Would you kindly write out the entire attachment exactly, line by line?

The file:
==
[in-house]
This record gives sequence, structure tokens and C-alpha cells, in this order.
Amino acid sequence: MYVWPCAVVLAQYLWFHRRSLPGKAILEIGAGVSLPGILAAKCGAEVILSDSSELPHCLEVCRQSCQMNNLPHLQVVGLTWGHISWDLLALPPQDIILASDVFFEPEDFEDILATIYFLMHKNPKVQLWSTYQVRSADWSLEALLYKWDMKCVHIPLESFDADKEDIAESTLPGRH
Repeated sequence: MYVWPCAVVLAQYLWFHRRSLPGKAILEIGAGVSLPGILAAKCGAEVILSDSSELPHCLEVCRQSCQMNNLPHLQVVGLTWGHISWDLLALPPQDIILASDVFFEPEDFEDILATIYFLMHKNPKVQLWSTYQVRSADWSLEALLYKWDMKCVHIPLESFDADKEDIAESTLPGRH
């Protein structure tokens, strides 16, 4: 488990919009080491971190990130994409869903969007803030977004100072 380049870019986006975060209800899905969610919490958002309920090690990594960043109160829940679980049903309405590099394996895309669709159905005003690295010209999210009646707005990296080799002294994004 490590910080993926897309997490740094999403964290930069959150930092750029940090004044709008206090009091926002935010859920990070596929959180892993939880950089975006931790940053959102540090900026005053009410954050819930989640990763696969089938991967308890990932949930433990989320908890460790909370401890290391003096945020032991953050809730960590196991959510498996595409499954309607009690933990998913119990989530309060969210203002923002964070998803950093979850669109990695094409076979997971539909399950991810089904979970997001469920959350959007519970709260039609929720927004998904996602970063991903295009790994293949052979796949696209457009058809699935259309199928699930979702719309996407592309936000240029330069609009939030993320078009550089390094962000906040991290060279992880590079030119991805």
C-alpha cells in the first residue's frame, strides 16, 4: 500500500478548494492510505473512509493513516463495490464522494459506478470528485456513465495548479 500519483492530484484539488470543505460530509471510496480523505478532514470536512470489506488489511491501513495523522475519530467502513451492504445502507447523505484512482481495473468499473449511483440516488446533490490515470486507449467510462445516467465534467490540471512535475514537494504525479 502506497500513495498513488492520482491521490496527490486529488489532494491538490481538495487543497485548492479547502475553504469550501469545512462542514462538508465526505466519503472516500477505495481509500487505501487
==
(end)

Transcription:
[in-house]
This record gives sequence, structure tokens and C-alpha cells, in this order.
Amino acid sequence: MYVWPCAVVLAQYLWFHRRSLPGKAILEIGAGVSLPGILAAKCGAEVILSDSSELPHCLEVCRQSCQMNNLPHLQVVGLTWGHISWDLLALPPQDIILASDVFFEPEDFEDILATIYFLMHKNPKVQLWSTYQVRSADWSLEALLYKWDMKCVHIPLESFDADKEDIAESTLPGRH
Repeated sequence: MYVWPCAVVLAQYLWFHRRSLPGKAILEIGAGVSLPGILAAKCGAEVILSDSSELPHCLEVCRQSCQMNNLPHLQVVGLTWGHISWDLLALPPQDIILASDVFFEPEDFEDILATIYFLMHKNPKVQLWSTYQVRSADWSLEALLYKWDMKCVHIPLESFDADKEDIAESTLPGRH
């Protein structure tokens, strides 16, 4: 488990919009080491971190990130994409869903969007803030977004100072 380049870019986006975060209800899905969610919490958002309920090690990594960043109160829940679980049903309405590099394996895309669709159905005003690295010209999210009646707005990296080799002294994004 490590910080993926897309997490740094999403964290930069959150930092750029940090004044709008206090009091926002935010859920990070596929959180892993939880950089975006931790940053959102540090900026005053009410954050819930989640990763696969089938991967308890990932949930433990989320908890460790909370401890290391003096945020032991953050809730960590196991959510498996595409499954309607009690933990998913119990989530309060969210203002923002964070998803950093979850669109990695094409076979997971539909399950991810089904979970997001469920959350959007519970709260039609929720927004998904996602970063991903295009790994293949052979796949696209457009058809699935259309199928699930979702719309996407592309936000240029330069609009939030993320078009550089390094962000906040991290060279992880590079030119991805």
C-alpha cells in the first residue's frame, strides 16, 4: 500500500478548494492510505473512509493513516463495490464522494459506478470528485456513465495548479 500519483492530484484539488470543505460530509471510496480523505478532514470536512470489506488489511491501513495523522475519530467502513451492504445502507447523505484512482481495473468499473449511483440516488446533490490515470486507449467510462445516467465534467490540471512535475514537494504525479 502506497500513495498513488492520482491521490496527490486529488489532494491538490481538495487543497485548492479547502475553504469550501469545512462542514462538508465526505466519503472516500477505495481509500487505501487